OK, so technically this could also be a musical tip, but play has another meaning here as well. All-time-great Nik friend and hall-of-fame party expert, Harry Quadracci and Quad/Graphics founder, threw a college graduation party for his son in Saratoga Springs. While we were playing in his backyard, the police were called to serve a noise complaint. Harry had all the requisite permits and permissions to hold the party, but this particular house call had the smell of local politics and got Harry pretty heated up. The police shut us down mid-song. We were just standing around on stage while Harry is talking to the police, and a few hundred people are wondering what’s going on. So, I decided to provide some play-by-play call of the action. Things got really interesting when the police put Harry (kindly rich man who owns the big printing plant in town) in handcuffs and led him to the squad car. Unknown to me as I continued the color commentary, a police officer was on his way to the stage to cuff me as well, but our soundman muted my mic just in time. After Harry was taken away to the station, we played one last song then piled into the tour bus with his family and friends to head downtown to the precinct to protest and show our support for Harry. We walked in just as he was getting booked and started playing “Jailhouse Rock” out in the lobby. Now released on his own recognizance, Harry stepped out of the booking room to see his family, friends, and us in our jerseys cheering him in song. He never forgot that moment, and he and his family and company continued to have a long friendship with the band. Again, relationships matter, but ya also gotta know when not to play.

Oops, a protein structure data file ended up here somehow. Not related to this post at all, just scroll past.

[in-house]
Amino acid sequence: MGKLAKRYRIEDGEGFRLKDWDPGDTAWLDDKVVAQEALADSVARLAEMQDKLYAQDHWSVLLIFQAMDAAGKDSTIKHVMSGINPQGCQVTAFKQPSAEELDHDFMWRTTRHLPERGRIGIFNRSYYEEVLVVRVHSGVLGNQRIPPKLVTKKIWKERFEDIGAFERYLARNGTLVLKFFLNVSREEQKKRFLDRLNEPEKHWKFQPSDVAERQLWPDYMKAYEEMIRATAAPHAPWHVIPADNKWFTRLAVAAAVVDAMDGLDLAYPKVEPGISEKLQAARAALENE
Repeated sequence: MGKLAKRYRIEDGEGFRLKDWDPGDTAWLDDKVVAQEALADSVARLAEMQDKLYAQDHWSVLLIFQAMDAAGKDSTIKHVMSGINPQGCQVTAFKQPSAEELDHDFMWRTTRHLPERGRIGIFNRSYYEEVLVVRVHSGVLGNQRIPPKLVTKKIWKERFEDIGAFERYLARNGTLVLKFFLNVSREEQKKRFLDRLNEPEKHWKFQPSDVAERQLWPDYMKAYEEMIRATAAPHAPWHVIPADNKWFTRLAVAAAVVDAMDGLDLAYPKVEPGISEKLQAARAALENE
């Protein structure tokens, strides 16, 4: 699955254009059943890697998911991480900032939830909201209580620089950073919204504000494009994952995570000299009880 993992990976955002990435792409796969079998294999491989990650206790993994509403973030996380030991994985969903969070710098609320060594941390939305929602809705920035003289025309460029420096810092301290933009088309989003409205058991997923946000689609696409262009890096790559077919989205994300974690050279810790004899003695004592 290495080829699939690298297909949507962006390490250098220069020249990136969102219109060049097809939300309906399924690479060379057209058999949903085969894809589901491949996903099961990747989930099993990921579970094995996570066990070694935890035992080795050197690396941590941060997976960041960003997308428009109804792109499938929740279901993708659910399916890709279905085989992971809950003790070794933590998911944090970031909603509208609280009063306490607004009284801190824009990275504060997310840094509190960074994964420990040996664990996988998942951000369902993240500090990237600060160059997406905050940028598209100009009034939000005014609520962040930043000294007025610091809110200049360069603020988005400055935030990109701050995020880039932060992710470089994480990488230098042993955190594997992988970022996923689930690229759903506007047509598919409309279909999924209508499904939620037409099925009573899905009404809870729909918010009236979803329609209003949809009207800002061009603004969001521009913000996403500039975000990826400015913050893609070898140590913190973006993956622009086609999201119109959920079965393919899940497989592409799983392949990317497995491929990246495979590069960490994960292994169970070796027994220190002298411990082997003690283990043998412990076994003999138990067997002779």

In summary, we drank a lot of beer, broke a bunch of rules, partied hard with lots of people, made even more people laugh and have a good time as we put on some pretty damn fine shows. Not sure if I’d call them “lessons,” but advice certainly worth remembering. And yes, that is me singing while wearing peanut butter, but that’s another story.